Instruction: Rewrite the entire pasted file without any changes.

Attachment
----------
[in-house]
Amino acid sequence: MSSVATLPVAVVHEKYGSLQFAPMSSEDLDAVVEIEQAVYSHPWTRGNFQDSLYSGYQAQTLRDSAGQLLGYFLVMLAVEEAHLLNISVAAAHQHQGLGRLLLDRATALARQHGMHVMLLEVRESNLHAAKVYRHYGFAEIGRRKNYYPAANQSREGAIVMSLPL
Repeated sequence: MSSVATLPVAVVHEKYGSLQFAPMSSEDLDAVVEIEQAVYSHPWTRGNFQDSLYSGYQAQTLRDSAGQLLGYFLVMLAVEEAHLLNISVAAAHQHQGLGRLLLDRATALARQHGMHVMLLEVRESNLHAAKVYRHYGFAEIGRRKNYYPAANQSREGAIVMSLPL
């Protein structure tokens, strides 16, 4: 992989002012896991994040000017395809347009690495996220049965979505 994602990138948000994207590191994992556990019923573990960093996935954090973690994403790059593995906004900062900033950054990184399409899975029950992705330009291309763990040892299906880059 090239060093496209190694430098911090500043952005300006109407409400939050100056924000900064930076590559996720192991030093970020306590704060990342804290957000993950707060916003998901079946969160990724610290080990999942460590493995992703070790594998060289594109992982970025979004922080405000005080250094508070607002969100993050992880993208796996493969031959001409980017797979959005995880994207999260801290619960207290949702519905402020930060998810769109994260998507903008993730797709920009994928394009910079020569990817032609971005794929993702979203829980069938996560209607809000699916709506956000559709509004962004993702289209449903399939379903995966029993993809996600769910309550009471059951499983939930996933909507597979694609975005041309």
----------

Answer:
[in-house]
Amino acid sequence: MSSVATLPVAVVHEKYGSLQFAPMSSEDLDAVVEIEQAVYSHPWTRGNFQDSLYSGYQAQTLRDSAGQLLGYFLVMLAVEEAHLLNISVAAAHQHQGLGRLLLDRATALARQHGMHVMLLEVRESNLHAAKVYRHYGFAEIGRRKNYYPAANQSREGAIVMSLPL
Repeated sequence: MSSVATLPVAVVHEKYGSLQFAPMSSEDLDAVVEIEQAVYSHPWTRGNFQDSLYSGYQAQTLRDSAGQLLGYFLVMLAVEEAHLLNISVAAAHQHQGLGRLLLDRATALARQHGMHVMLLEVRESNLHAAKVYRHYGFAEIGRRKNYYPAANQSREGAIVMSLPL
């Protein structure tokens, strides 16, 4: 992989002012896991994040000017395809347009690495996220049965979505 994602990138948000994207590191994992556990019923573990960093996935954090973690994403790059593995906004900062900033950054990184399409899975029950992705330009291309763990040892299906880059 090239060093496209190694430098911090500043952005300006109407409400939050100056924000900064930076590559996720192991030093970020306590704060990342804290957000993950707060916003998901079946969160990724610290080990999942460590493995992703070790594998060289594109992982970025979004922080405000005080250094508070607002969100993050992880993208796996493969031959001409980017797979959005995880994207999260801290619960207290949702519905402020930060998810769109994260998507903008993730797709920009994928394009910079020569990817032609971005794929993702979203829980069938996560209607809000699916709506956000559709509004962004993702289209449903399939379903995966029993993809996600769910309550009471059951499983939930996933909507597979694609975005041309």